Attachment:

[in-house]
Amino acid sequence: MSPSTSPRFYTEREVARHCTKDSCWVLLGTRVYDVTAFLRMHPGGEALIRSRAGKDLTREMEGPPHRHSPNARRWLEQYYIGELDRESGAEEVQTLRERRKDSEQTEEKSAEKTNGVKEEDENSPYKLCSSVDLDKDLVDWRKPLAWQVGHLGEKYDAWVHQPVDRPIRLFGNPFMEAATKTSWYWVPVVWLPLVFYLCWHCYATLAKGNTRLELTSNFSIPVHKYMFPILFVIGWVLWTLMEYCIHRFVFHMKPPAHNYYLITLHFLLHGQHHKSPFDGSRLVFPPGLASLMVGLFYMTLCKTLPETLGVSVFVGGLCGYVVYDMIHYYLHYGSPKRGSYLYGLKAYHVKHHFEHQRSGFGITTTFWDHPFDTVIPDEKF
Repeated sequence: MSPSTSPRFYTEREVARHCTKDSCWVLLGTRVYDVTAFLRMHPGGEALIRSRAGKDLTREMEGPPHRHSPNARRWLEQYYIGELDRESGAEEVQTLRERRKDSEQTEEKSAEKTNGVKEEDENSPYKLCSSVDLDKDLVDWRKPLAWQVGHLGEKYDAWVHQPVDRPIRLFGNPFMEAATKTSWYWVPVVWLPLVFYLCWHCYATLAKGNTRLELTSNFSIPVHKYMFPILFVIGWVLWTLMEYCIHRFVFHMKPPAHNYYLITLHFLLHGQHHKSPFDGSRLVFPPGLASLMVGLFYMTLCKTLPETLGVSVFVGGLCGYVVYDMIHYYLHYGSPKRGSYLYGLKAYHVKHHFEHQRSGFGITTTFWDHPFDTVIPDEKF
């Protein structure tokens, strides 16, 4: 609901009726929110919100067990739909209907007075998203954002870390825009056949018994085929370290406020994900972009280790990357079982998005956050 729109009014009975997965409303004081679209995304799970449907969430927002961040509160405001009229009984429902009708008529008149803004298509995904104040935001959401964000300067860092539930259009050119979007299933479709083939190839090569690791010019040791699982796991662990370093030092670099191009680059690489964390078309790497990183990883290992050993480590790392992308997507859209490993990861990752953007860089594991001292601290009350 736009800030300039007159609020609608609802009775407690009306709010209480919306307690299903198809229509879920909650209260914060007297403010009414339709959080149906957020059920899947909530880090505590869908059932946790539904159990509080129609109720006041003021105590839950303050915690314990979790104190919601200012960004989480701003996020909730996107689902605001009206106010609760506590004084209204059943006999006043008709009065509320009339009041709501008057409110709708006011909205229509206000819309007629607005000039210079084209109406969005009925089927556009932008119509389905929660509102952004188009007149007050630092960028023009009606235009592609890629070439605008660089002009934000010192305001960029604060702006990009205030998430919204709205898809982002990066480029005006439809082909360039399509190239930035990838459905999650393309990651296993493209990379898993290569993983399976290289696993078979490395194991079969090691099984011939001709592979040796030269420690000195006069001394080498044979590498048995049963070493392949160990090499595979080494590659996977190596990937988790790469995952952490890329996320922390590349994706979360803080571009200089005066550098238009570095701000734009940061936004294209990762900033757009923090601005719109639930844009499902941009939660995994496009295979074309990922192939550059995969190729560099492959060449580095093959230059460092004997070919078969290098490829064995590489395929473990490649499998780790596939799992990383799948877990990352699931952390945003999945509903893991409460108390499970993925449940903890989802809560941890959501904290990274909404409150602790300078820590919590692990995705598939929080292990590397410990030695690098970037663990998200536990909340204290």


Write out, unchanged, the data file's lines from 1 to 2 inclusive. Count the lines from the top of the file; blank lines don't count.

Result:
[in-house]
Amino acid sequence: MSPSTSPRFYTEREVARHCTKDSCWVLLGTRVYDVTAFLRMHPGGEALIRSRAGKDLTREMEGPPHRHSPNARRWLEQYYIGELDRESGAEEVQTLRERRKDSEQTEEKSAEKTNGVKEEDENSPYKLCSSVDLDKDLVDWRKPLAWQVGHLGEKYDAWVHQPVDRPIRLFGNPFMEAATKTSWYWVPVVWLPLVFYLCWHCYATLAKGNTRLELTSNFSIPVHKYMFPILFVIGWVLWTLMEYCIHRFVFHMKPPAHNYYLITLHFLLHGQHHKSPFDGSRLVFPPGLASLMVGLFYMTLCKTLPETLGVSVFVGGLCGYVVYDMIHYYLHYGSPKRGSYLYGLKAYHVKHHFEHQRSGFGITTTFWDHPFDTVIPDEKF